Why it’s important for kids to play.
Swinging is one of the most basic of activities, yet it teaches a child so much. It teaches the child how to balance themselves and being lifted off the ground promotes spatial awareness. Furthermore, their fine motor skills are improved by the gripping of the rope or chains. Their gross motor skills are improved by using their legs to propel themselves. By completing the swinging action, they improve their coordination. They also learn how their own bodies can influence direction and speed.
Climbing also develops gross motor skills, children learn to propel themselves upward with their legs and pull themselves up with their arms. When they climb an obstacle with multiple hand and footholds they learn to become aware of their surroundings, this tie in with promoting problem solving. When they are busy climbing they must think ahead, where should I put my hand, where should my foot go next or how am I going to get down? This is beneficial both in and out of the classroom.
Monkey bars, just like swings, promote both fine and gross motor skills. Children learn to grip the bars and use their arms and body to swing to the next bars. This also helps improve coordination and balance while simultaneously becoming aware of where the bars are in relation to their own bodies.
Generally, kids do not play alone. When surrounded by other children their age they tend to make friends very quickly, they play together and learn to interact with other children of their own age promoting healthy social growth.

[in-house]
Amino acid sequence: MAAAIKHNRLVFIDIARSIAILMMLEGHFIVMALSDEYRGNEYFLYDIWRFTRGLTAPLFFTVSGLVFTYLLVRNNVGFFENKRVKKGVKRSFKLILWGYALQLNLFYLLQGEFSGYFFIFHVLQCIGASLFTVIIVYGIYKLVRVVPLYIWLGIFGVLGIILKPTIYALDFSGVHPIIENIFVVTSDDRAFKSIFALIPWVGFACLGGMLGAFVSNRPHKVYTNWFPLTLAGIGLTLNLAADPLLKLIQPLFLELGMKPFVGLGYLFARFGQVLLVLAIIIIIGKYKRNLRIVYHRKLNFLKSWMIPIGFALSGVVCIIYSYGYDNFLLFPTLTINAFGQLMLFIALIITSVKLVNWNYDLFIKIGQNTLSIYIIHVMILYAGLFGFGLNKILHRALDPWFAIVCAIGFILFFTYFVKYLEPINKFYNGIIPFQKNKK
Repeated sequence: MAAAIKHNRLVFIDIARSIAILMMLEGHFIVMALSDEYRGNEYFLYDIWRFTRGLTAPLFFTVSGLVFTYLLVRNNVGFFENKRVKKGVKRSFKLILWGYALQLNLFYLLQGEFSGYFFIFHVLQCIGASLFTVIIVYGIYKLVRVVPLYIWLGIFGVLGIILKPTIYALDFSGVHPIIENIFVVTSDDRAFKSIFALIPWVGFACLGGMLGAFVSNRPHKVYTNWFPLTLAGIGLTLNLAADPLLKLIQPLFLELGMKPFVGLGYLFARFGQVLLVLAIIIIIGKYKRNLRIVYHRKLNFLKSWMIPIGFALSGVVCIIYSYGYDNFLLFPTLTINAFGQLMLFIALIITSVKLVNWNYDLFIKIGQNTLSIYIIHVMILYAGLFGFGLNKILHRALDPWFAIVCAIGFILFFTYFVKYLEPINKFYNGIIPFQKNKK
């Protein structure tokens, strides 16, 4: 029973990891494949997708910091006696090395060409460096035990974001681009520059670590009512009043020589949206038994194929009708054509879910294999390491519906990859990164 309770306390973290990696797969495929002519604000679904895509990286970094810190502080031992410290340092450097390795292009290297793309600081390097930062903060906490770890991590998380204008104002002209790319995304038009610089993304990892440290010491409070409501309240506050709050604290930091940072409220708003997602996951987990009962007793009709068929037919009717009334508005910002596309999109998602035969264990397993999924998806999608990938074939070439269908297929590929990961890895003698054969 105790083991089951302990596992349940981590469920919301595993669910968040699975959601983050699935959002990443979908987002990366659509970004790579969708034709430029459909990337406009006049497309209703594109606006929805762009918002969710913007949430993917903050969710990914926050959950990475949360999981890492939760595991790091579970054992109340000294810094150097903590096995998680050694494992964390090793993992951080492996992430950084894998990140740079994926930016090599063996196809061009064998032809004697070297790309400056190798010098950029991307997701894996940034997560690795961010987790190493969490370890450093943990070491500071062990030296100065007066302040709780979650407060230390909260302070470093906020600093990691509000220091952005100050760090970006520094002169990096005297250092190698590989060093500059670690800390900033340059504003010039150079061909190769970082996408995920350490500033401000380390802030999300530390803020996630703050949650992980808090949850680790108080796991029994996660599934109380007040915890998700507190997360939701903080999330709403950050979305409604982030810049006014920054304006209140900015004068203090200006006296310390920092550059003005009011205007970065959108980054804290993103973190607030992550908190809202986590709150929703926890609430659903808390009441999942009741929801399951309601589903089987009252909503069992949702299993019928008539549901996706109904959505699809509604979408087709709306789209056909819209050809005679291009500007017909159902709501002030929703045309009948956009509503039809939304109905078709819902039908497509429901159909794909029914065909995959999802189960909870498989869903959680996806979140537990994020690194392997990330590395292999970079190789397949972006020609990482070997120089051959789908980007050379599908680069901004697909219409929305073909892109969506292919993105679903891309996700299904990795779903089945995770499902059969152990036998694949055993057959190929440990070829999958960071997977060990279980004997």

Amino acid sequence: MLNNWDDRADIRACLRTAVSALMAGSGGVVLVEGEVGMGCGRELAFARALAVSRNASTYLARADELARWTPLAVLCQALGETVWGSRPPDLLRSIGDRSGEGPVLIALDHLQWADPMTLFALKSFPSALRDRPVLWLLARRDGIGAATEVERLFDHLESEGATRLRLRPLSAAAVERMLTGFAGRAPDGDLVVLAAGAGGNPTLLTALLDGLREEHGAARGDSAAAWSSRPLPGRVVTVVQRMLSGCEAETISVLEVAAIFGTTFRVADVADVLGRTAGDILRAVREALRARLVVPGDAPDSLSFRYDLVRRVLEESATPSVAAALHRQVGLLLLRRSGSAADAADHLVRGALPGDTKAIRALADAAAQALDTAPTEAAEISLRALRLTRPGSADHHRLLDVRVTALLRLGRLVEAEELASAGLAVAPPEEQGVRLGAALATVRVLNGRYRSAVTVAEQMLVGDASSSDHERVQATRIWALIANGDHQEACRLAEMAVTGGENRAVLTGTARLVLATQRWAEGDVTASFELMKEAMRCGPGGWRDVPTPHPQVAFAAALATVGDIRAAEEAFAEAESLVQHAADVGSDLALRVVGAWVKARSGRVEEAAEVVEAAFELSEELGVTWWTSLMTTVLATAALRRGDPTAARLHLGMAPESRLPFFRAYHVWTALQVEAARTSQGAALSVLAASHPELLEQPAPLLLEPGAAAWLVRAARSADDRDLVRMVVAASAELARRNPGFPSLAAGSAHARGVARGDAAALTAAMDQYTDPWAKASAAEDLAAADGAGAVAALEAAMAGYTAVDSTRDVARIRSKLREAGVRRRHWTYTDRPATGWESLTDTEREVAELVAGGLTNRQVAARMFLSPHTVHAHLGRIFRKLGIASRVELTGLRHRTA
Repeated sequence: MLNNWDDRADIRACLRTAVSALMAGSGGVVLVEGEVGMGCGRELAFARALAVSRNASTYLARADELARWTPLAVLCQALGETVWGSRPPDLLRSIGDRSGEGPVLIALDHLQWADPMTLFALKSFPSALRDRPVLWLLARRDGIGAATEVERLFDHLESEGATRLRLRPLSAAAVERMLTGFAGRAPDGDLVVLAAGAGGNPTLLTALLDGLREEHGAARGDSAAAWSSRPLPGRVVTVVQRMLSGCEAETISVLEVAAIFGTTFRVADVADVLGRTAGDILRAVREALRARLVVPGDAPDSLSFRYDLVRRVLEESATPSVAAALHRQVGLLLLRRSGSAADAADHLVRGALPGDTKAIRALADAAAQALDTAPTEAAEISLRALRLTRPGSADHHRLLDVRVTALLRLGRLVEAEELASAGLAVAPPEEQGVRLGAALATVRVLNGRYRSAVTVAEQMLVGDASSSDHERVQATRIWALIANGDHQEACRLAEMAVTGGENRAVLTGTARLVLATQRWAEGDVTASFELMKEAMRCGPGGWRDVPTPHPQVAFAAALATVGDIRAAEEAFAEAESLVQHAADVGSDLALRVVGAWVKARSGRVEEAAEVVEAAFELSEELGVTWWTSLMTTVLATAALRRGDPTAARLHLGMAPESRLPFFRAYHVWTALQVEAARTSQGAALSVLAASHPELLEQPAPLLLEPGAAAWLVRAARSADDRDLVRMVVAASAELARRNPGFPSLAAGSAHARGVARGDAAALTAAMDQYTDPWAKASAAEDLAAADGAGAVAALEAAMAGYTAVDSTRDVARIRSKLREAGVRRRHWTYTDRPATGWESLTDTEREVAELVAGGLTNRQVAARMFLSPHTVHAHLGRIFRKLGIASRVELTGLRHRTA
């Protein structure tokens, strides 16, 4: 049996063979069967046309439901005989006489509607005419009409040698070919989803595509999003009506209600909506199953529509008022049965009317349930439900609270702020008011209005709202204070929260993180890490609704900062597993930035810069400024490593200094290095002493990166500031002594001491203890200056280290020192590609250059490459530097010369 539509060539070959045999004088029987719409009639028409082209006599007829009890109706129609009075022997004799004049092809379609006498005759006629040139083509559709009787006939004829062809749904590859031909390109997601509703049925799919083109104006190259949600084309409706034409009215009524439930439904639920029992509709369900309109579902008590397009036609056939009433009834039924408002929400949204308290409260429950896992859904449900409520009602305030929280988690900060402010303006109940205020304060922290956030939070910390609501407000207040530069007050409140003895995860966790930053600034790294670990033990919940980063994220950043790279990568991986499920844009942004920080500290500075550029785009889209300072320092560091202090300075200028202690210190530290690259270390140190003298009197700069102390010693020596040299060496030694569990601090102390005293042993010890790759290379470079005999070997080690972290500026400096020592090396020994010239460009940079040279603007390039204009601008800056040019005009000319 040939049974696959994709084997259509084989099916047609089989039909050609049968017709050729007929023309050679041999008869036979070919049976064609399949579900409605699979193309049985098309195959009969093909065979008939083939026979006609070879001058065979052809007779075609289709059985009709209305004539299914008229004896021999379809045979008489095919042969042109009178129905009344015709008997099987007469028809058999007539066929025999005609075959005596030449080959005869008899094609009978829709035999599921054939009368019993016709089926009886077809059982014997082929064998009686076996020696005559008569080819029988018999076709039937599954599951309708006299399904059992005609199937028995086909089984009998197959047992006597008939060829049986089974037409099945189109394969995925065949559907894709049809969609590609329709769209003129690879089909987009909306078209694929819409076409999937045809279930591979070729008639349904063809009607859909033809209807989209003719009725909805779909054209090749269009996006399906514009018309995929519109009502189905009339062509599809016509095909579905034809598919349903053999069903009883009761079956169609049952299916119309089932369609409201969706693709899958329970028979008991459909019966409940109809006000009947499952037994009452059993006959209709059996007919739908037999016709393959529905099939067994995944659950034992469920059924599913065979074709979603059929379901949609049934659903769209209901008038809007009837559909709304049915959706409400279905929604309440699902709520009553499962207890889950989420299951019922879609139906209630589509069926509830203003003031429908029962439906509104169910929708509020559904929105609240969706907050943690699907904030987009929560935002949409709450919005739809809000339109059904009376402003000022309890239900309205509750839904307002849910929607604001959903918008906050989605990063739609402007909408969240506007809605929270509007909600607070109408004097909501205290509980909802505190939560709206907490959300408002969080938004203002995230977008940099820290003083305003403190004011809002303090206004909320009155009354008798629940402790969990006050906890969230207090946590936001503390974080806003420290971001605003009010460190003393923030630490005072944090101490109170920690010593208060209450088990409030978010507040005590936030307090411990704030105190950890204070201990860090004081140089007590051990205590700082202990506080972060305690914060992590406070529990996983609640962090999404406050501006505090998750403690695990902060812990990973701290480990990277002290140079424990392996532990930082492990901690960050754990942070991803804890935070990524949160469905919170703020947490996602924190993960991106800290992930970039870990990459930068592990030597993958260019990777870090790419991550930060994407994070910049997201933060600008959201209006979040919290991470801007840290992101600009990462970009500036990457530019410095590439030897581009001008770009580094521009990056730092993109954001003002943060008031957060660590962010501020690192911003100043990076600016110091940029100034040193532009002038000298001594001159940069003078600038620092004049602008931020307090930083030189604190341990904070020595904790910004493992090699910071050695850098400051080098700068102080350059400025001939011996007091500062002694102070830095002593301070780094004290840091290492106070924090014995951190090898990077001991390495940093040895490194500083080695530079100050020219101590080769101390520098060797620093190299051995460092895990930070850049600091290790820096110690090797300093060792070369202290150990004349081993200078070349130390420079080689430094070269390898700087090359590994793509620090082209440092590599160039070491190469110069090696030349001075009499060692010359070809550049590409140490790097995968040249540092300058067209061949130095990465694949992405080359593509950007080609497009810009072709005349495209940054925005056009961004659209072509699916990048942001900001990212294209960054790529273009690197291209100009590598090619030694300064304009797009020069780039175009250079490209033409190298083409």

It sparks their imagination. When playing with friends, or even when playing alone, the playground becomes more than a wooden frame with a slide; it becomes a pirate ship or a castle or one of the all-time favorites: the floor becomes lava.
Problem solving ends up being an integral part of a playground. Children do not always agree, one might want the playground to be a boat and the other might want it to be a castle. In the end they will learn to compromise and solve their problems together.
Kids will feel emotions regardless of whether they are on a playground or not. However, the playground teaches them to regulate those emotions themselves.
When they fall, they learn to get up, when someone else falls, they learn to help them up. Being surrounded by others with the same or slightly higher emotional level as they are helps them learn appropriate reactions and control.
When someone else is using the play equipment they want to use they might get angry or upset. However, the more they are faced with this, the more opportunities they have to learn how to control their emotions when things aren’t going their way.
The playground is an emotional place for children, filled with a lot of excitement and fun, but also with challenges. In the end experiencing and learning to control all those emotions are an integral part of growing up and their long-term emotional health.
Every child deserves a space where both they and their imagination can run free, where they can fight off pirates, escape the lava and free the princess.